This grain mill was offered by the S. S. Fanning Company. The hand crank unit operates an internal paddle mechanism to churn the grain as it passes over a mesh screen to gather the finished product in a drawer located below.
Article Coll 244
General Store Window Display Box

Hand-made of solid wood, this 1920’s
Salesman Sample was used to show store
owners what a potential window display
box would look like in their business.

Article #3107

Salesman Sample Brass and Wood Ladder Wagon

This is an unusual piece of equipment with applications for firefighting to farming or wherever you might need a higher vantage point. This wooden and brass wagon extends from the middle for an additional 4 inches. Extension ladders at either end are affixed to turntables for full range of movement and placement.
Article 3195

Barber’s Chair Salesman Sample

Most men sat in barber chairs at least once a week for a cut and a shave in the 1920s. The fashion called for short, well-trimmed hair and clean-shaven cheeks flanking a sleek mustache. Stylish young women also visited barbershops, but to have their long hair cropped into bob cuts mimicking those worn by movie stars such as Louise Brooks.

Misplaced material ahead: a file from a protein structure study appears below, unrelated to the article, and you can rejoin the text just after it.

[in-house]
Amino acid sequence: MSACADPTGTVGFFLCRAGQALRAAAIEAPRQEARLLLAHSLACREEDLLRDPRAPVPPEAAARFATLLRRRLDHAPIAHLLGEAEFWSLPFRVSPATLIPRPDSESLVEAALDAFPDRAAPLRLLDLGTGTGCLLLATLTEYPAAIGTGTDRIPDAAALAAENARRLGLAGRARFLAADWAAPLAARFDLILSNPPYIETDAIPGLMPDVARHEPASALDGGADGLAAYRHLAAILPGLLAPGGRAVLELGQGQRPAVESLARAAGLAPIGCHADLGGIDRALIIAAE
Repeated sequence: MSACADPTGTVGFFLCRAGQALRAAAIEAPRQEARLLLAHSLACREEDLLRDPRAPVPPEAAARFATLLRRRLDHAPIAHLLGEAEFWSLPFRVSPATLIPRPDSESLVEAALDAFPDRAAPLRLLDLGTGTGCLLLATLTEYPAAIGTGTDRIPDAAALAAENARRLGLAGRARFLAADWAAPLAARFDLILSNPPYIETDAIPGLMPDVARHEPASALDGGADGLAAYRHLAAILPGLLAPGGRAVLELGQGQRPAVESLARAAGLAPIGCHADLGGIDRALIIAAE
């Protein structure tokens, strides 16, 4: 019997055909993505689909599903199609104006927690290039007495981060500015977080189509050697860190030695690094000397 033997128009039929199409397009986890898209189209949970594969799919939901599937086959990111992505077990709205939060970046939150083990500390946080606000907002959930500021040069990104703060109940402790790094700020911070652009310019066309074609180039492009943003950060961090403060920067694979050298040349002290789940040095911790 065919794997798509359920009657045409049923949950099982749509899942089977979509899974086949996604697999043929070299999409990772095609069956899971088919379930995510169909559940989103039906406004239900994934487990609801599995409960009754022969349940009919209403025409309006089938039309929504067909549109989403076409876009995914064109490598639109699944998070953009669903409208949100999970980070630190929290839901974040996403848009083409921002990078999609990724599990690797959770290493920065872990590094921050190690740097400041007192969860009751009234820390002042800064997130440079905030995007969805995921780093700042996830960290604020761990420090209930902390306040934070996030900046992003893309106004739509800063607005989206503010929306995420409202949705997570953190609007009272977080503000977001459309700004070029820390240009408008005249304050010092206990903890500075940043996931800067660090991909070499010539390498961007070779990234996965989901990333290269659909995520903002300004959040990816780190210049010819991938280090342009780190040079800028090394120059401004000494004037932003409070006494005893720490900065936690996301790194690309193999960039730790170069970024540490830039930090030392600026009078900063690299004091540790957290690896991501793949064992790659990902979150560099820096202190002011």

Article 3163

Toilet with Trap Salesman Sample

Josam made this 1930’s toilet with trap as a salesman’s sample. It features
an entire working trap system and is seated on a linoleum base. The original box is displayed as well.

Article # 3079


This original salesman sample of a barnyard gate was made by D.F. Luse of Mithime, P.A. Wooden slat gate within wooden framework with steel hardware and latch mechanism. Stenciled “Patented” on both sides. Base swivels out for better stability. There are a few chips and scratches to paint, but structurally this is a very good sample of what early farmers would have been shown in an attempt to solicit a purchase.

Article 3076